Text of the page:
I am looking at a new or near-new car, medium car and possibly a hybrid, with a budget of around $60,000 drive away.
A: If the youngsters are not too big you don’t need anything as big as the Acadia, more of a five-plus-two layout with small third-row seats. There are plenty about and the best starting point could be the new and bigger Honda CR-V, at least to set a benchmark before you dive deeply into the super-crowded medium SUV class.
Q: When foraging through the Facebook Marketplace vehicle section, I spotted a preloved SUV of interest as I usually prefer European.
More times than not the ones on offer are diesel powered.
Should that be of some concern; are they phasing out sooner than later?
I am largely old school ‘petrol’.
A: Diesel is not going anywhere in Australia in the medium term, if only because of the huge number of diesel-engined pickups and four-wheel drives. SUVs in Europe have been diesel because they give great pulling power and range, which also works in Australia, but diesel is now considered ‘dirty’ technology in a lot of countries and people have been moving away from them towards hybrids.
Q: Our daughter is about to head to university so [is] looking at [her] first car on a tight budget.
I’m more comfortable buying from a dealer but understand we could pay more dollars.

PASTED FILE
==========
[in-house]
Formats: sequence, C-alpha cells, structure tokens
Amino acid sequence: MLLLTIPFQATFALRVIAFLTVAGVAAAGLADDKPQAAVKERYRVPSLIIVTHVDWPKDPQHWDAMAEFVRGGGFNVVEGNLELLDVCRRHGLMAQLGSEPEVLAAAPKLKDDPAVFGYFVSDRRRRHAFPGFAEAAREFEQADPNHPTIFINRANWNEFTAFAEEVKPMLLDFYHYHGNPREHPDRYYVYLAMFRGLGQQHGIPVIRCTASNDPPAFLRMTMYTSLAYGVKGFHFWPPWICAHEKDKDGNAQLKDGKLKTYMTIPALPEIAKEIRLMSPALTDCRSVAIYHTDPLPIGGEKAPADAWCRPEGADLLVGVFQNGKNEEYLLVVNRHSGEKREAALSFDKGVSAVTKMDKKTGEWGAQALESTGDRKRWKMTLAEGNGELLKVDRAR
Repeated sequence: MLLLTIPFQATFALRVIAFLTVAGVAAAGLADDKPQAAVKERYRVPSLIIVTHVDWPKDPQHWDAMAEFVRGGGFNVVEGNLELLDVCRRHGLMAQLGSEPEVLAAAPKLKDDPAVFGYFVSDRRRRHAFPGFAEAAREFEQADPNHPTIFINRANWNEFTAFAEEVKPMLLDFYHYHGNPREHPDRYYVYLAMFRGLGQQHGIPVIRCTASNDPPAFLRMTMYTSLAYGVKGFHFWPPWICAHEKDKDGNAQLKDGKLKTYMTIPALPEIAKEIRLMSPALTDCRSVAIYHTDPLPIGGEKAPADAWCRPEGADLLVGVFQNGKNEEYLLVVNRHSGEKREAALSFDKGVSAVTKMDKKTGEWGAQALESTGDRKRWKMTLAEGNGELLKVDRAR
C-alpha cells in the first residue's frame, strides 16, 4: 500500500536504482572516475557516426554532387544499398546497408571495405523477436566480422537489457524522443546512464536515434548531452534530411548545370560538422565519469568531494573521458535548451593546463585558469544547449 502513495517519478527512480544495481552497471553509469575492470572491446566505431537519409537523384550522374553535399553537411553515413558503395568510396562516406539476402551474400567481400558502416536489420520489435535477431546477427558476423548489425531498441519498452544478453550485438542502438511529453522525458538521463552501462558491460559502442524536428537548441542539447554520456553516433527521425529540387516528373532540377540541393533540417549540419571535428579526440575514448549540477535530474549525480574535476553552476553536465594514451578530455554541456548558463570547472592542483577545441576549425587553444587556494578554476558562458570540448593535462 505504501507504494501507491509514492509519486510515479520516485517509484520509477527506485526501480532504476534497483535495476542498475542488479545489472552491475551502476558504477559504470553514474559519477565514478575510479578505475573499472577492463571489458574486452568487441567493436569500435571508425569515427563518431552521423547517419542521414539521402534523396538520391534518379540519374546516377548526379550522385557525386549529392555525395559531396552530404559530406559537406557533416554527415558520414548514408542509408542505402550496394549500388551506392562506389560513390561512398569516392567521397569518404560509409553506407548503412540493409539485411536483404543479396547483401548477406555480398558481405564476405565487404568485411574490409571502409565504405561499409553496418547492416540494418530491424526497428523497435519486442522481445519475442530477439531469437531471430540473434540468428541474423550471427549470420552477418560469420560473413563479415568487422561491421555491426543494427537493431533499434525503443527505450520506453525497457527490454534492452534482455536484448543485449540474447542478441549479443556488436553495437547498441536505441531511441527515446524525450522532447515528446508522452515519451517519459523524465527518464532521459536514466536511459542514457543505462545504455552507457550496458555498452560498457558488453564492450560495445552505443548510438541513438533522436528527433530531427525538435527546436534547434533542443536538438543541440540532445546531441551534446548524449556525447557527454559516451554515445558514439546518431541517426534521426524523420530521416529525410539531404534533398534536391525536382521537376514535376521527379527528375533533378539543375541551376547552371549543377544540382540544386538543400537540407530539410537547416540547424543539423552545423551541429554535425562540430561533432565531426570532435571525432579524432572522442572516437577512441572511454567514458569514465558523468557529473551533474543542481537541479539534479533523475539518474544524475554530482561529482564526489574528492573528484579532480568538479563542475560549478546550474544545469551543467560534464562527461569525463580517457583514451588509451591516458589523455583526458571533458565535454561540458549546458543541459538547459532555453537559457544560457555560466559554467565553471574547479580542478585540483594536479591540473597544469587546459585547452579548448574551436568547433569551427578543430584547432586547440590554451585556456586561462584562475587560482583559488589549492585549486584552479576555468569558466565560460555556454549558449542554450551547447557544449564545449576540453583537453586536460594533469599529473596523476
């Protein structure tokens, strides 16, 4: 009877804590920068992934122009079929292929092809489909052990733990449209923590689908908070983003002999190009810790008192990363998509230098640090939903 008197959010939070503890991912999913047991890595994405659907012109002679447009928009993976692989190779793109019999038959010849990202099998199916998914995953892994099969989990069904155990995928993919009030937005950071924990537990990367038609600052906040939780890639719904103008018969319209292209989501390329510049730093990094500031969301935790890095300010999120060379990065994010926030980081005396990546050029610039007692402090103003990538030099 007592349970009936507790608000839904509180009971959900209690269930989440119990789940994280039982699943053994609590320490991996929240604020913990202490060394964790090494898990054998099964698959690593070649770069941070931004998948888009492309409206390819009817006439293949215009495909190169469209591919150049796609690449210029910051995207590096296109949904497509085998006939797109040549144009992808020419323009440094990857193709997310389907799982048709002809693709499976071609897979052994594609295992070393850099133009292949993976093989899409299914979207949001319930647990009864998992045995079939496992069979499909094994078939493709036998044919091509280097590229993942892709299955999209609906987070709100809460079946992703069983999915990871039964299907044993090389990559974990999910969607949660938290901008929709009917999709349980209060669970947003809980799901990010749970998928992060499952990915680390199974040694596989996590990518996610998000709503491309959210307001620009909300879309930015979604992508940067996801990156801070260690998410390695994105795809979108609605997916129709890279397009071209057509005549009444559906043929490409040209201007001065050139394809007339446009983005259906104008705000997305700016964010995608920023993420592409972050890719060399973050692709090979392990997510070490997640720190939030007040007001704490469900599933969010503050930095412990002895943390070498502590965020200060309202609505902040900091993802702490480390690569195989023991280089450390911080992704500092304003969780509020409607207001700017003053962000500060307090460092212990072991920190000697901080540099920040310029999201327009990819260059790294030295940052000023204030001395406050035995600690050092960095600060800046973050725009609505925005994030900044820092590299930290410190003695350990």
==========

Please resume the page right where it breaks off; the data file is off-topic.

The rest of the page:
The budget is $7-12,000; she needs automatic and has a variety of driving.
We’ve seen a range of cars from 2011 Ford Fiestas and Peugeot 207s to 2015 Skoda Fabias. Any of these OK?
Is it better to buy 10+years old under $10,000 or jump right in and buy [a] new small MG or Kia at $20,000-plus?
Our girl could drive my old Sunday drive car in the meantime – a 2007 BMW Series 1 in excellent condition but I’m not sure about a convertible on [the] highway for her.
From a safety perspective, I’ve even considered me driving the BMW and letting her drive my Pajero Sport, but it will cost her more in fuel.
A: For a first car, always put safety first. A nearer-new Kia Cerato or Hyundai i30 would be a smarter choice, although the Fabia from 2015 would work well. You’ve got too many choices and need to clarify what she needs; consider how far she will be driving and how long she will have the car, then push the budget.